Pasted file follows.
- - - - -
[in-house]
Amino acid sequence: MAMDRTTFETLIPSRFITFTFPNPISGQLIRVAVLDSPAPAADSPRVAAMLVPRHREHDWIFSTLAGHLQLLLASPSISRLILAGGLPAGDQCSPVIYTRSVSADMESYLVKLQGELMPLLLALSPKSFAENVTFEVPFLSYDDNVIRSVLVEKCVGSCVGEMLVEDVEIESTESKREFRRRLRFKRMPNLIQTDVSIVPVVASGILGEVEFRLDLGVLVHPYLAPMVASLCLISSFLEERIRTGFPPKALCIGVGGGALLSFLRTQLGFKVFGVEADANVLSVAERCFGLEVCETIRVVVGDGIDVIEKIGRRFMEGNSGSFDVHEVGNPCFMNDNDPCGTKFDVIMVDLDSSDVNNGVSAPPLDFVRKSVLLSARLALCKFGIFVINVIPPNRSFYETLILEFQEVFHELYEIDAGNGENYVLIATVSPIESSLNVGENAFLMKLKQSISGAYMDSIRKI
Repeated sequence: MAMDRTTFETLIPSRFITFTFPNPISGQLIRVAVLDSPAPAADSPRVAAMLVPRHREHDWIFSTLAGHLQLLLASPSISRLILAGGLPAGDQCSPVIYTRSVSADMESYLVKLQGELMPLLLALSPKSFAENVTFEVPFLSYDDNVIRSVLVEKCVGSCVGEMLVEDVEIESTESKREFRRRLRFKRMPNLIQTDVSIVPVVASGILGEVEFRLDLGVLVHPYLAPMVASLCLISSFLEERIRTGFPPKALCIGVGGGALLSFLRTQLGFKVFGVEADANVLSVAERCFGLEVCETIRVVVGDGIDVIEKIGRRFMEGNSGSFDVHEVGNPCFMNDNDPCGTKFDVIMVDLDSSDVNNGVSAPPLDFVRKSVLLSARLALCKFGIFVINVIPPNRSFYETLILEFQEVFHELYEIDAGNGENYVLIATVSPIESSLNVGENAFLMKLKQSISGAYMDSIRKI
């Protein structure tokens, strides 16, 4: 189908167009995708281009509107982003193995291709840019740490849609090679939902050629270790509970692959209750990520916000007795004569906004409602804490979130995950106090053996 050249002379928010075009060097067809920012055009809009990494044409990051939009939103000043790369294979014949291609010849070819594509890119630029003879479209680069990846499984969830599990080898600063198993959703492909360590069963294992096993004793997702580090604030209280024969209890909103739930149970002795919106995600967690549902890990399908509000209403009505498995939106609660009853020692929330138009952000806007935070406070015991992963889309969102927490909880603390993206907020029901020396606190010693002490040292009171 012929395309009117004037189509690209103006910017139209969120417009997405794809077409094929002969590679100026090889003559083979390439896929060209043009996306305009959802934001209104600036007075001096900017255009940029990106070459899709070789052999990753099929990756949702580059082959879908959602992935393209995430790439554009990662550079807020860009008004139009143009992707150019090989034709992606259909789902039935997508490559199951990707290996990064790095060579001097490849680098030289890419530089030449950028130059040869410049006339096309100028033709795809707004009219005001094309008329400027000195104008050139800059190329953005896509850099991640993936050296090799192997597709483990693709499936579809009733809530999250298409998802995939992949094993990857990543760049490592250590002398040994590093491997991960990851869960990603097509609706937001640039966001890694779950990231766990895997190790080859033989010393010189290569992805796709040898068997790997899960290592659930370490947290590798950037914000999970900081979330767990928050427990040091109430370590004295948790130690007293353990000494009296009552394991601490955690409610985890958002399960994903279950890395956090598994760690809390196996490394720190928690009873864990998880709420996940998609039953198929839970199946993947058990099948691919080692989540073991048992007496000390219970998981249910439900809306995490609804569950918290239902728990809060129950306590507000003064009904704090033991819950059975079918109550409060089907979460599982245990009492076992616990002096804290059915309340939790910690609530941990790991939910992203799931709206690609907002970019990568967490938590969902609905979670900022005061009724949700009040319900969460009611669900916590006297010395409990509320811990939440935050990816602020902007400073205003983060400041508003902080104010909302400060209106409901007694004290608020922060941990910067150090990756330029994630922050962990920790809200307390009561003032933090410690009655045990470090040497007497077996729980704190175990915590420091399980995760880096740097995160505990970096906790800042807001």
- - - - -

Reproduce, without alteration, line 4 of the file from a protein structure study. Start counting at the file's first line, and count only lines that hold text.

């Protein structure tokens, strides 16, 4: 189908167009995708281009509107982003193995291709840019740490849609090679939902050629270790509970692959209750990520916000007795004569906004409602804490979130995950106090053996 050249002379928010075009060097067809920012055009809009990494044409990051939009939103000043790369294979014949291609010849070819594509890119630029003879479209680069990846499984969830599990080898600063198993959703492909360590069963294992096993004793997702580090604030209280024969209890909103739930149970002795919106995600967690549902890990399908509000209403009505498995939106609660009853020692929330138009952000806007935070406070015991992963889309969102927490909880603390993206907020029901020396606190010693002490040292009171 012929395309009117004037189509690209103006910017139209969120417009997405794809077409094929002969590679100026090889003559083979390439896929060209043009996306305009959802934001209104600036007075001096900017255009940029990106070459899709070789052999990753099929990756949702580059082959879908959602992935393209995430790439554009990662550079807020860009008004139009143009992707150019090989034709992606259909789902039935997508490559199951990707290996990064790095060579001097490849680098030289890419530089030449950028130059040869410049006339096309100028033709795809707004009219005001094309008329400027000195104008050139800059190329953005896509850099991640993936050296090799192997597709483990693709499936579809009733809530999250298409998802995939992949094993990857990543760049490592250590002398040994590093491997991960990851869960990603097509609706937001640039966001890694779950990231766990895997190790080859033989010393010189290569992805796709040898068997790997899960290592659930370490947290590798950037914000999970900081979330767990928050427990040091109430370590004295948790130690007293353990000494009296009552394991601490955690409610985890958002399960994903279950890395956090598994760690809390196996490394720190928690009873864990998880709420996940998609039953198929839970199946993947058990099948691919080692989540073991048992007496000390219970998981249910439900809306995490609804569950918290239902728990809060129950306590507000003064009904704090033991819950059975079918109550409060089907979460599982245990009492076992616990002096804290059915309340939790910690609530941990790991939910992203799931709206690609907002970019990568967490938590969902609905979670900022005061009724949700009040319900969460009611669900916590006297010395409990509320811990939440935050990816602020902007400073205003983060400041508003902080104010909302400060209106409901007694004290608020922060941990910067150090990756330029994630922050962990920790809200307390009561003032933090410690009655045990470090040497007497077996729980704190175990915590420091399980995760880096740097995160505990970096906790800042807001």